This week I’m looking at the video efforts of the UK National Tabloids. So far I’ve been surprised by the variety of The Sun and depressed by attitude of The Star and today it’s the turn of The Mirror.

The Mirror has recently undergone a redesign which takes it more towards the in-your-face style of the Sun and Star. Lot’s of pictures and a scatter gun front page. It does feel a little more restrained than the Sun in terms of content- but not much. So is looking in the Mirror looking at the Sun?

The Platform

The front page version of the player
The front page version of the player

Video has got a good position on the front page with a clear link in the navigation bar and a bright and a sizable embedded player off the the right-hand-side. It’s nice and clear but the thumbnail strip across the top suffers from being too small and, because of the use of some generic thumbnails, means there is nothing to tell you what the story is about. The featured video appears in a reasonably sized window below.  The usual overlay information reduces the impact of the picture but it isn’t as bad as some.

The player sites below an embedded video ad – thankfully with muted audio. I havn’t seen much video ad content on sites until now but the Mirror is filled with it. Sometimes the audio doesn’t mute and if you roll your mouse over the ad the audio plays – gave me a shock. I guess that’s the best you could hope for.

Click through to the video page and you are greeted with a big, bright video player. All candy blue and neon colours. It’s a standard Jukebox configuration, powered by a Roo player.  The sections are clear and there is also an ‘editor recommended’ section – something that’s missing from other tabloid jukeboxes. The use of video ads continues here with an ad placed underneath the video window. This is actually pretty distracting at times.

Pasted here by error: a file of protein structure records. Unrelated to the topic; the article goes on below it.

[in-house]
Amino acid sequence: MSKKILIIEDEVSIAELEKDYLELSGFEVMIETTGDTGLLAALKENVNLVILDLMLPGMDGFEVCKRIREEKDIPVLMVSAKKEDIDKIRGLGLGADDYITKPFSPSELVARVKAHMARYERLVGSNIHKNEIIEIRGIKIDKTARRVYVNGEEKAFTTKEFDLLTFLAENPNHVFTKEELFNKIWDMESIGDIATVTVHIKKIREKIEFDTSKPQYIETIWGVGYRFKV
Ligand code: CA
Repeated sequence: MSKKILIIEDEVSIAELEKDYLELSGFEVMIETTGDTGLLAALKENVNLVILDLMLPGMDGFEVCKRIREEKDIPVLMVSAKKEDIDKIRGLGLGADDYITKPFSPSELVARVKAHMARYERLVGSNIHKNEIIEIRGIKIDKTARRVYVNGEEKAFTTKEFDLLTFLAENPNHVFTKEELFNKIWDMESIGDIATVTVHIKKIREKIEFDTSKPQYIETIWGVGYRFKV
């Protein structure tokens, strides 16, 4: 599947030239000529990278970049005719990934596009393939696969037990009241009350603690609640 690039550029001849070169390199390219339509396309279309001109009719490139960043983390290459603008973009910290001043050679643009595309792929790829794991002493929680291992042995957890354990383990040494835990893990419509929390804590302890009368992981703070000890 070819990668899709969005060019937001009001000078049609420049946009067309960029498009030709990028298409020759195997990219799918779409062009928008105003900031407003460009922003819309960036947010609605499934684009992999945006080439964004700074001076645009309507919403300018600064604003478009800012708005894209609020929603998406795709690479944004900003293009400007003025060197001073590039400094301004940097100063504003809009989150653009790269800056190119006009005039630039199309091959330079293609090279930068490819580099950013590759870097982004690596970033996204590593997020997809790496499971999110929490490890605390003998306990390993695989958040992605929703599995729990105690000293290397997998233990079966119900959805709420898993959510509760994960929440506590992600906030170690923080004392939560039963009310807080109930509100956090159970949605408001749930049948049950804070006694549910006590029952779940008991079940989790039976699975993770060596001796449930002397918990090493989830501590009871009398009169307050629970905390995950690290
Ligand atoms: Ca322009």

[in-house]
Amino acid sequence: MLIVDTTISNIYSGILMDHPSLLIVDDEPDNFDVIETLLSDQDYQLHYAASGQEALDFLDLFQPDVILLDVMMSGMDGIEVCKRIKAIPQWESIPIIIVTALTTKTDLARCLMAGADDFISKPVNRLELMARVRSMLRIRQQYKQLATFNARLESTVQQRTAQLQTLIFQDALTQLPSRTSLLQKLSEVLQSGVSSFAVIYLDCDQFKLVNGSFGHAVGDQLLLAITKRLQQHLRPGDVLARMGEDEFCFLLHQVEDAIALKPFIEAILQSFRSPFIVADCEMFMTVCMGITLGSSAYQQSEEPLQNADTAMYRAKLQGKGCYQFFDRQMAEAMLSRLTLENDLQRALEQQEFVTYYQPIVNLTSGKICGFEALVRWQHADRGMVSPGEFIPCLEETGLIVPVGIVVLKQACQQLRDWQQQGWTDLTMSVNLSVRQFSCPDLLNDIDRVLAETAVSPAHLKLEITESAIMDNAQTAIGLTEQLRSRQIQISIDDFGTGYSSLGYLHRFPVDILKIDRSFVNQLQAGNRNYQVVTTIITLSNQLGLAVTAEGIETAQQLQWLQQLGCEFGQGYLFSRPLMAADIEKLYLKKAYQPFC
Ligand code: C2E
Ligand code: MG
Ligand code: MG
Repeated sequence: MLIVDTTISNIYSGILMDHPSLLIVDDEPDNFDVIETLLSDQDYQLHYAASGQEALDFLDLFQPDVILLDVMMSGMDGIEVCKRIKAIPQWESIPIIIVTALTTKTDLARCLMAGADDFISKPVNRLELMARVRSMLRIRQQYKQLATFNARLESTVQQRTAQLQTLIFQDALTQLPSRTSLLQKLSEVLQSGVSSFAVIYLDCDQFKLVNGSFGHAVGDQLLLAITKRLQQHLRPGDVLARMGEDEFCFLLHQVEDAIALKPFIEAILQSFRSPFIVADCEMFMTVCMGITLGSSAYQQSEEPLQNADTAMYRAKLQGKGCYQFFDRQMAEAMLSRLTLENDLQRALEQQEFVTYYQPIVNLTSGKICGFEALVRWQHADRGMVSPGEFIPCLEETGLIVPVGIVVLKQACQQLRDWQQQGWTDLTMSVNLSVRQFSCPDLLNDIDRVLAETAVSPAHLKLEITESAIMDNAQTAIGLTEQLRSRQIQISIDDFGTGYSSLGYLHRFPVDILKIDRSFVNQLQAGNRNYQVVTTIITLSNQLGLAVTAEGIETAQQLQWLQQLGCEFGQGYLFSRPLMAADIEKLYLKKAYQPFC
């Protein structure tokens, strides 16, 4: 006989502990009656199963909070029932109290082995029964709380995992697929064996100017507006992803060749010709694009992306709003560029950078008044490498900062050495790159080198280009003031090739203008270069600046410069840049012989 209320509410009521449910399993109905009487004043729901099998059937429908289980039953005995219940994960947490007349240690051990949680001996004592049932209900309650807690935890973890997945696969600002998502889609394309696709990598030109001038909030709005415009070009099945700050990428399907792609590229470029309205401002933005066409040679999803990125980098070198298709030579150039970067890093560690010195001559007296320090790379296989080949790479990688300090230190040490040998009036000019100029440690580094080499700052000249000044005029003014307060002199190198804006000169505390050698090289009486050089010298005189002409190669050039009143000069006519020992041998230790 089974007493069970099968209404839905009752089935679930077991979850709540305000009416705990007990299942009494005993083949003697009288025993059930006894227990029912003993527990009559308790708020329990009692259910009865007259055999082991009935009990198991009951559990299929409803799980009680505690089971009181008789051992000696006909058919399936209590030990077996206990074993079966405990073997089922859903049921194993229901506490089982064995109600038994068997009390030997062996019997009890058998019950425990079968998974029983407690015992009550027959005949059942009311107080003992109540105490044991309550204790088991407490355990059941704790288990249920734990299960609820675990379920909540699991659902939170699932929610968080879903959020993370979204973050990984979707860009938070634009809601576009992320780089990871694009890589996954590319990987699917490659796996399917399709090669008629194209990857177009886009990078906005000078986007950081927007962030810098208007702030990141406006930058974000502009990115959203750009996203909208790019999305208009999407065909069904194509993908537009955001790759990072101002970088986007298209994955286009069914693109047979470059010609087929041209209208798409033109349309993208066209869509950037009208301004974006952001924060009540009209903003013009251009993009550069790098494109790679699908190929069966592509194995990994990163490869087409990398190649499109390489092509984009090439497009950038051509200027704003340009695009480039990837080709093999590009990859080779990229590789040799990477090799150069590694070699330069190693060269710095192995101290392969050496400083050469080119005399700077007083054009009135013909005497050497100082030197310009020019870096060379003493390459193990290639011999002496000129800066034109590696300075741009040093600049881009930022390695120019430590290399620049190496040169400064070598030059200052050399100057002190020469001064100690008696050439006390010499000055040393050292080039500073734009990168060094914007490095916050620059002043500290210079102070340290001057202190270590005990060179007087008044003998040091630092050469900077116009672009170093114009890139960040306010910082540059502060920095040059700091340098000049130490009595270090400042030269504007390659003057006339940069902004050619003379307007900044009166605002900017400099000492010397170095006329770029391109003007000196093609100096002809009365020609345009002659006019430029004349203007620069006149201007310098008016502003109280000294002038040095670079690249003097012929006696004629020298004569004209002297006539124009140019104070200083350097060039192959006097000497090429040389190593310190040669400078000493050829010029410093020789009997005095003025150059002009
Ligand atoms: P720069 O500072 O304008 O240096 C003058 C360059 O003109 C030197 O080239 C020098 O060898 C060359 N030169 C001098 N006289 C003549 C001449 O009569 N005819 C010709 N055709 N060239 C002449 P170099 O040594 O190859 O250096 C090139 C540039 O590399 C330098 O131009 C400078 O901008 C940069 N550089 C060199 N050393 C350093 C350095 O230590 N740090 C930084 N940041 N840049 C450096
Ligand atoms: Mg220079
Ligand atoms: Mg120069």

The Mirrors video player
The Mirrors video player

The Presentation

The bulk of news content on the player is provided via ITN. You do see the occasional ITN watermark but all of the content is pre-rolled with the Daily Mirrors own bumper which is nice and short.  Some of the video, marked Raw Video, comes from the AP.  This is generally covers international stories and the olympics.  I was expected straight feed stuff but it’s actually just packaged content with the voice over removed.

When the video loads a little caption appears in a confusing New box. It’s too small and cramped and doesn’t work as a caption. I also think it looks messy in the design. As usual don’t expect any links to article pages.

The Mirror has taken a crack at embedded video but it does suffer from small player syndrome embedded halfway down an article page. Although they aren’t averse to embedding Youtube contentWhether they should do or not is another matter.

Looking for homegrown content I though the Mirror Exclusive category of the player was a good place to start. It has a mixture of styles dominated by sport content. It tends to be press conference stuff but there is some presenter led stuff. David Yates does a neat read to camera for his video horse racing tips. It’s shot against bluescreen but Yates delivers well.

Talking to camera can cause Squeaky bum for some jounos. Not these boys though
Talking to camera can cause Squeaky bum for some jounos. Not these boys though